Bose QuietComfort Earbuds review: among the best true wireless you can buy

A little on the bulbous side but the sound and slick controls more than make up for it

T3 Platinum Award
Bose QuietComfort Earbuds
(Image credit: Bose)
T3 Verdict

As a combination of sound quality, comfort and particularly noise-cancellation, Bose QuietComfort Earbuds are some of the best in the business. They do protrude more than a lot of other true wireless buds but they fit well and sound great.

Reasons to buy
  • +

    Exceptional noise-cancellation

  • +

    Comfortable, secure fit

  • +

    Muscular-yet-deft sound

Reasons to avoid
  • -

    Average battery life

  • -

    Big buds, bigger case

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The Bose QuietComfort Earbuds review in a sentence: for anyone who was previously in doubt, these prove for once and for all that Bose knows its stuff when it comes to true wireless earbuds with active noise cancellation. 

Since their release back in September 2020, these have managed to maintain their place as some of the best true wireless earbuds around, and they're undoubtedly some of the best noise-cancelling earbuds as well. 

Granted they don't come without any faults, you might have an issue with their size and the battery life could be improved but even so, it'd be hard not to rate these buds very highly – they're the best Bose headphones from the company's current range, in my opinion, and definitely its best in-ear model.

Bose QuietComfort Earbuds: price and availability

The Bose QuietComfort Earbuds are on sale now, and in the UK they’re priced at £249. Make sure you check our Bose discount codes to snap up a saving. In the United States, where Bose’s watertight deal with the NFL presumably means every coach and player will be obliged to wear them at all times, they’re pitched at $279. In Australia, meanwhile, they’ll set you back AU$399.

Bose QuietComfort Earbuds: build quality, design and battery life

Bose QuietComfort Earbuds

(Image credit: Bose)

Here’s a question to start with: where do you stand on the subject of ‘discretion’? If you’re all for it, perhaps the Bose QuietComfort Earbuds aren’t the true wireless in-ears for you. The design guarantees no one will ever be in any doubt as to whether you’re wearing them or not.

That relatively big, lozenge-shaped housing is fitted with an elaborate silicone eartip that incorporates a ‘nozzle’ to direct sound into the ear and a ‘wing’ to position the earbud securely. The result is a remarkably secure fit that’s not unlike some of the more successful ‘sports buds’ designs on the market. As the Bose are supplied with a choice of ‘S’, ‘M’ or ‘L’ eartips, it’s simple to get a snug, comfortable fit that will stay snug and comfortable for hours on end. It’s a thoughtful and effective design, one that offers a fair degree of passive noise-cancellation and serves to minimise the unpromising 8.5g weight of each earbud at the same time.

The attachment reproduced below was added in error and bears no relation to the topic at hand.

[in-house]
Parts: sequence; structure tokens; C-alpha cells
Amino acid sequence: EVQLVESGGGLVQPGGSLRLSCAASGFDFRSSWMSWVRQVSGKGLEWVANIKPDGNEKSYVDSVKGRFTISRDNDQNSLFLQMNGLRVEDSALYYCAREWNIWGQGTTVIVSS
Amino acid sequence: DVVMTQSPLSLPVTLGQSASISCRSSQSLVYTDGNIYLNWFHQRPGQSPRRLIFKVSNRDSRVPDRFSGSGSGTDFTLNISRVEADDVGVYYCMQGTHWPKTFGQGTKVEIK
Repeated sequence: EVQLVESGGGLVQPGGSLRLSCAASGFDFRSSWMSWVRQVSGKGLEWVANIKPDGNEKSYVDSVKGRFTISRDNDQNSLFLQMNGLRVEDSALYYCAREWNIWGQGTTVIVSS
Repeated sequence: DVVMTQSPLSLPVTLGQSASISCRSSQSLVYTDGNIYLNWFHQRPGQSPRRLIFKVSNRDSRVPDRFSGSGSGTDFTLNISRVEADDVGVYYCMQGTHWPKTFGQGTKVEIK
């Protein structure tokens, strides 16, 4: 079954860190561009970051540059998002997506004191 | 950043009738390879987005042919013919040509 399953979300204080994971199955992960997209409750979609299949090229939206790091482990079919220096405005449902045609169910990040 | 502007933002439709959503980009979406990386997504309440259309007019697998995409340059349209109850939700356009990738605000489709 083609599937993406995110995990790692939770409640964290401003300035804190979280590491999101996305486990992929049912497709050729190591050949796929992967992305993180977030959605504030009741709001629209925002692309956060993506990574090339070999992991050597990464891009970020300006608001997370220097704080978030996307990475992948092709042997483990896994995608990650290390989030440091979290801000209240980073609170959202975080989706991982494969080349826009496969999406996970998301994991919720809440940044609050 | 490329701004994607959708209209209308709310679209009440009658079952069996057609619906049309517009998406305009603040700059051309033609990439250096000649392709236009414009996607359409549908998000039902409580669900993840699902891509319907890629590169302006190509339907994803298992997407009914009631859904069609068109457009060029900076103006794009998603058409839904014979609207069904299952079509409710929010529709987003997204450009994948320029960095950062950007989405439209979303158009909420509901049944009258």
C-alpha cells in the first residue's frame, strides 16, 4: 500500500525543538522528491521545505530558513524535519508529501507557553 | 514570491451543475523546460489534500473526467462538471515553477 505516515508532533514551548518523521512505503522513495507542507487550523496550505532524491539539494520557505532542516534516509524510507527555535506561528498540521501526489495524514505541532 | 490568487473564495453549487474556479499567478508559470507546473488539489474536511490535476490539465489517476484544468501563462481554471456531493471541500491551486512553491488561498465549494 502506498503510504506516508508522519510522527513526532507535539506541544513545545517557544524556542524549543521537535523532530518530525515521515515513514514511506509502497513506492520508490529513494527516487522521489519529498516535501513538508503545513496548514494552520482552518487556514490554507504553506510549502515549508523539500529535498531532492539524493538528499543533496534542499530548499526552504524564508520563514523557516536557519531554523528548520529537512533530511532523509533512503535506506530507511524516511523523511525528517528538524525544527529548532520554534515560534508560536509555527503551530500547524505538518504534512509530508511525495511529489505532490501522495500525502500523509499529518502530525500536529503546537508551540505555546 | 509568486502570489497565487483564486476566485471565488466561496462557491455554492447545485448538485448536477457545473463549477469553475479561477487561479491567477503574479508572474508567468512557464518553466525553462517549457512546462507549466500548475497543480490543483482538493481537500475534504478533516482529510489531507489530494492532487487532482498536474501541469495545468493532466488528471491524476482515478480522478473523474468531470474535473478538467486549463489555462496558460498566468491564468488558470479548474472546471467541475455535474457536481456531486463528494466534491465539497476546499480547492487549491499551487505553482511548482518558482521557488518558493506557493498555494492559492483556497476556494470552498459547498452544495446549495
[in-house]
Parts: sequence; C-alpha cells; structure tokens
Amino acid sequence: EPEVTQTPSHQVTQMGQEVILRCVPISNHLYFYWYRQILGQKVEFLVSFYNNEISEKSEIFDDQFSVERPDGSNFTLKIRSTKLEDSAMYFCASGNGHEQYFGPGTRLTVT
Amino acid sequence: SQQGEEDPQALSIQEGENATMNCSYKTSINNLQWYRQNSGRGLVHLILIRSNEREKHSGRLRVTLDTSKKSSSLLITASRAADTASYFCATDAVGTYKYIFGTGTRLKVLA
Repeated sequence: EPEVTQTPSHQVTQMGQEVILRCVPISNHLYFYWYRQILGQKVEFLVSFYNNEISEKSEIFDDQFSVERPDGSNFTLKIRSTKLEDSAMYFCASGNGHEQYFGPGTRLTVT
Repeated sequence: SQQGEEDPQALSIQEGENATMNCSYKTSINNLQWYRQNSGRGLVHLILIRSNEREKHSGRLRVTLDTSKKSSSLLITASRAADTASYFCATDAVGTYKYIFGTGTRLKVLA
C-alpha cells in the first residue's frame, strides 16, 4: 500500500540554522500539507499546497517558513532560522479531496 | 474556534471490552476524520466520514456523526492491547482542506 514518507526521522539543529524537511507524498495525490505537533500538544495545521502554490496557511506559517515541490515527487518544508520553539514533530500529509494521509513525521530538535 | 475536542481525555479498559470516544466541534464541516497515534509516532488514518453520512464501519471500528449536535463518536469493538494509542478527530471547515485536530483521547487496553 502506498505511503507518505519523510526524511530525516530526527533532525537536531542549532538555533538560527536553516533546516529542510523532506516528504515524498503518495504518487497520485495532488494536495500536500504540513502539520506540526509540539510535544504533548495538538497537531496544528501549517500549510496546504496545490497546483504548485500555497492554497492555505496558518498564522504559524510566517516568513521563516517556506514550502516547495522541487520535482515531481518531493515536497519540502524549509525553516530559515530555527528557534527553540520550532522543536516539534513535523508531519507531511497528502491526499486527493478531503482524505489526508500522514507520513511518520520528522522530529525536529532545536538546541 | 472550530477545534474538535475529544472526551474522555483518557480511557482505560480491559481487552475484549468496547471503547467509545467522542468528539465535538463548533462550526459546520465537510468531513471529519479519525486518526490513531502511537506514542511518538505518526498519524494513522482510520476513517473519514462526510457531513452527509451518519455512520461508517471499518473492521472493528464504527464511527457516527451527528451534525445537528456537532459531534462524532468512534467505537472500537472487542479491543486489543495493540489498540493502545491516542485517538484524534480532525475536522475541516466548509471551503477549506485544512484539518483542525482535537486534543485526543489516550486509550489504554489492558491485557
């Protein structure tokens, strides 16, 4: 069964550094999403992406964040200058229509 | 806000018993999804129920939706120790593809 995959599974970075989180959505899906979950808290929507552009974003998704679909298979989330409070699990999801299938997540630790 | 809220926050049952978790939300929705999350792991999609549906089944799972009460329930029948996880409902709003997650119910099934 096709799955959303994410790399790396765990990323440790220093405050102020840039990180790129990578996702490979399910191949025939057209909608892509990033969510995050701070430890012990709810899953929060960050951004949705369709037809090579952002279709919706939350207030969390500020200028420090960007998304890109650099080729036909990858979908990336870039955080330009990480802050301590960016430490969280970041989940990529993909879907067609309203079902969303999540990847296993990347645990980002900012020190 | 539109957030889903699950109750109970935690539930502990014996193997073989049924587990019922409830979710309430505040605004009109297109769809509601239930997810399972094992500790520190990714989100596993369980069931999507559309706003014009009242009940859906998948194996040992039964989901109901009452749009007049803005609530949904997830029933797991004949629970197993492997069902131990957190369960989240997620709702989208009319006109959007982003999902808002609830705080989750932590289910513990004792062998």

In terms of build quality, there’s absolutely nothing to take issue with here - which is no surprise where Bose is concerned. Everything is screwed or glued together with precision - the tolerances where the front of the earbud housing joins the rear are infinitesimal, and the fit is basically perfect. Even the perforations in each earbud for the mics that monitor ambient sound or relay your voice to a caller or to your voice assistant are neat and tidy.

Bose QuietComfort Earbuds

(Image credit: Bose)

The user interface is a rather more qualified success. The touch controls on either earbud are responsive - but they’re altogether too restricted in their functionality. Being able to cycle through three user-designated levels of noise-cancellation is handy, ‘play/pause’ is useful, and ‘summon voice assistant’ is also worthwhile. ‘Answer/end/reject call’ is never a bad control to have, either. But that’s very nearly it - there’s no facility to adjust the volume (except by asking your voice assistant to do it), for example. And while the Bose Music app allows the user to designate one custom touch-control, the choice is between ‘hear battery level’ and ‘skip forwards’. Obviously anyone with any sense will select ‘skip forwards’ - but there remains no facility to ‘skip backwards’.   

The clean, stable control app is quite useful - at least as far as it goes. On the plus side, this is where you get to specify your three levels of noise-cancelling that can be cycled through using touch-control. It’s here, too, that you can decide if you’d like music to automatically pause when you remove one earbud, to automatically answer phonecalls as they come in, or adjust how much of your own voice you’d like to hear when you’re engaged in a conversation. But there’s no EQ adjustment - which one might have thought was every bit as useful, if not more so, than the functions the app actually does have.  

So while QuietComfort Earbuds have many very positive elements, it’s safe to say battery life isn’t among them. Despite the charging case and the earbuds themselves being among the larger examples of their type (each earbud is 39 x 26 x 27mm, while the case is a positively corpulent 89 x 51 x 32mm), there’s six hours in the earbuds themselves and another two charges in the case.